Small Business Saturday is over, but it’s not the only opportunity for local small businesses to capture customers’ dollars this holiday season. Whether you’re a retailer, restaurateur or own a service business such as a hair salon, there are plenty of opportunities to market your biz for holidays. Here are 22 ideas to get you started.
As you look to grow your small business, you might want to consider opportunities with our neighbor to the south, the largest market for U.S. small business exports: Mexico.
In October of this year, SBA Administrator Maria Contreras-Sweet visited Mexico to discuss opportunities for expanding trade with Mexico. She forcefully advocated for encouraging women entrepreneurship, advanced innovation, and business partnerships; increasing access to capital; and improving bilateral regulatory cooperation.
I recently had the honor and great pleasure of participating in the Washington, D.C. portion of the Osaka Chamber of Commerce and Industry’s (OCCI) Hydrogen Fuel Cell (HFC) Mission – part of a week-long effort to inspire an HFC conversation around ideas that not only have a positive economic impact, but also hold broader implications for our communities and our planet.
This mission – another milestone in a vibrant commercial relationship – was the result of more than a year’s work between Japan and the United States. Thanks to the combined efforts of the U.S. Department of Commerce (DOC), the U.S. Department of Energy (DOE), and OCCI, the delegation joined a robust, multi-city program during the week of November 14, 2016.
The Minority Business Development Agency shares five reasons local consumers should shop small on Small Business Saturday Nov. 26 and throughout the holiday season:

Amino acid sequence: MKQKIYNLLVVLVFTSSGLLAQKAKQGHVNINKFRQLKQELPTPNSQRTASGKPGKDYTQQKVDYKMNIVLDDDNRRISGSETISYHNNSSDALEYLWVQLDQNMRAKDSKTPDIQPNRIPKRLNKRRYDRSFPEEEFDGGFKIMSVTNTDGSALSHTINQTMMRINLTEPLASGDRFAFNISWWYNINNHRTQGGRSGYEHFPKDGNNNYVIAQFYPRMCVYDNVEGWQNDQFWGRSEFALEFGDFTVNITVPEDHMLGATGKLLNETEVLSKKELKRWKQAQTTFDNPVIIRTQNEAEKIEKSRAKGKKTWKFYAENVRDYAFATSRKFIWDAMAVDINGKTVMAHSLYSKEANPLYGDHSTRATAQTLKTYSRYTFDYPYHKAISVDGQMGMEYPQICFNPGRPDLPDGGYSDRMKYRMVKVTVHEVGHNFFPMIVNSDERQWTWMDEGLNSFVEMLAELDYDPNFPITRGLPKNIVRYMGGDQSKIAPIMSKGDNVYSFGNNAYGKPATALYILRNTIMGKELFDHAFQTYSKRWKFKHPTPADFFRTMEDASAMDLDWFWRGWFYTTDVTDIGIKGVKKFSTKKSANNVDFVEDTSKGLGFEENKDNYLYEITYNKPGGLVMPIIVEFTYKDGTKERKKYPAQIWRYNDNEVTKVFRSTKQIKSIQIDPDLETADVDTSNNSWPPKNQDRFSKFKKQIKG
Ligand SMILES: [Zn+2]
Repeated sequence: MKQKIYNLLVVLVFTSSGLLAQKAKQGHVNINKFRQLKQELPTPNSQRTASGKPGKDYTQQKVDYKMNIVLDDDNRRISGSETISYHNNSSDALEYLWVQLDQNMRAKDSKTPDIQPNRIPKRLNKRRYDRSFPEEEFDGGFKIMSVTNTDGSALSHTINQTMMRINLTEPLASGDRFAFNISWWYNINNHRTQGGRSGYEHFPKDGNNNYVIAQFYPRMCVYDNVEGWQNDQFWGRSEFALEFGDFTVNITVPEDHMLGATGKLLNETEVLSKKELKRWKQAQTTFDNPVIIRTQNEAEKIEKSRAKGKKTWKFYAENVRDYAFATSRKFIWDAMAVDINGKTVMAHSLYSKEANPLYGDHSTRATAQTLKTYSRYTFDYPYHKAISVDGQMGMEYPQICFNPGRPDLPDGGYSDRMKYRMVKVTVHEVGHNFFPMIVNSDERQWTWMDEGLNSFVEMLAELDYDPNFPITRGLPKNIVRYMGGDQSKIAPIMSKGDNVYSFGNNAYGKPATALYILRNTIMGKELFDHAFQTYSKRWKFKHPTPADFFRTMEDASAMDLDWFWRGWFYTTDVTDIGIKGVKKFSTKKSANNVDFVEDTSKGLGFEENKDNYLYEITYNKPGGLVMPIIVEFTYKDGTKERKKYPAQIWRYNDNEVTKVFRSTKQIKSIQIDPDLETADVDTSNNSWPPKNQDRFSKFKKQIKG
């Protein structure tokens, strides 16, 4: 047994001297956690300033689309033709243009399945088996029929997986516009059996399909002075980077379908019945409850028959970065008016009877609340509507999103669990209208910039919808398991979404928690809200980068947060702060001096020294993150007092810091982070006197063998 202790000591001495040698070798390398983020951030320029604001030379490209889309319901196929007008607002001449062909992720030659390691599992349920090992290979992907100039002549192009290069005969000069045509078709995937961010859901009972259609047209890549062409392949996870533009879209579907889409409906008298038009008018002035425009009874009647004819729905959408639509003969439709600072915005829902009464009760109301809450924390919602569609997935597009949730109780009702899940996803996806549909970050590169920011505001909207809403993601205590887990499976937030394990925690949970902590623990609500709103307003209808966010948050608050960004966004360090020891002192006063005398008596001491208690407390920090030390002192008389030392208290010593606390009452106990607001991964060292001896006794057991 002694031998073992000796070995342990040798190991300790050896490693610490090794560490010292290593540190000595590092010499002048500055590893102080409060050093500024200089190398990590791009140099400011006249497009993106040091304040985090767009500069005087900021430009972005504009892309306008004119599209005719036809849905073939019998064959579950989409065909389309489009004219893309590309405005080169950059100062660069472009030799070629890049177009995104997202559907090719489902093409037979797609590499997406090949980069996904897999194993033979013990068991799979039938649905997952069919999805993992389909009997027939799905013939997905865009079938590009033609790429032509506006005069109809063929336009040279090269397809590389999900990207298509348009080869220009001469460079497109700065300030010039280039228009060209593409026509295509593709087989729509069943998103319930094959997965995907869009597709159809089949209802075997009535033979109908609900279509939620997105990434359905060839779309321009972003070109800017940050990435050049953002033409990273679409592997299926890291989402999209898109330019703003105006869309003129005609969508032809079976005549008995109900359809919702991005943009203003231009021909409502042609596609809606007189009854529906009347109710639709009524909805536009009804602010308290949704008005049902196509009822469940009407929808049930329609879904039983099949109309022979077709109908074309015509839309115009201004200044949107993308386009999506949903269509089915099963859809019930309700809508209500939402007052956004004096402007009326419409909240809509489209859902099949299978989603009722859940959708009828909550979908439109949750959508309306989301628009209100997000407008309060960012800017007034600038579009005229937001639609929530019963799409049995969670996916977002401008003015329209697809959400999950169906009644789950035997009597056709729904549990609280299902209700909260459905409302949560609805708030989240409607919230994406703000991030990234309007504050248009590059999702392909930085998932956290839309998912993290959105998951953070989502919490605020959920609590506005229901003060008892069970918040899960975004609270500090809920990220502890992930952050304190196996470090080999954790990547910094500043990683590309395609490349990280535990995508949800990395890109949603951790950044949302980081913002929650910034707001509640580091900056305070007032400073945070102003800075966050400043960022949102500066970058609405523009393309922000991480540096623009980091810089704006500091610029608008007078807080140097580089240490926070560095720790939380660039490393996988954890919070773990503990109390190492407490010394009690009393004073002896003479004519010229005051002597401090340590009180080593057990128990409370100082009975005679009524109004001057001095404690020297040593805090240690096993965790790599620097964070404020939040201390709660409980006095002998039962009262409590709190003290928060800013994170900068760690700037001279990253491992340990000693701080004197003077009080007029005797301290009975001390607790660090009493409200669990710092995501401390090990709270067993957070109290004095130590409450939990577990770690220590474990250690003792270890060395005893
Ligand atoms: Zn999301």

Support Local Job Growth
Small businesses create two out of three net new private-sector jobs in the U.S. which spurs economic development and job growth.
Make an Economic Impact
The average consumer spent $170 on Small Business Saturday last year for a total of $16.2 billion spent at local Main Street merchants.
For the first time, the Census Bureau has collected information about ownership of intellectual property in its 2012 Survey of Business Owners (SBO). We now have data to verify what we’ve known for some time—minority business owners are innovative and forward thinking. Based on 2012 SBO results, minority-owned firms equal the rate of patent ownership of nonminority firms. For both groups, one half of one percent of businesses own one or more patents.
When you look closer at both groups (minority and nonminority firms), it appears that a huge disparity exists. Average earnings for minority-owned firms that own patents are $2.1 million per year, compared to $8.1 million for their non-minority counterparts.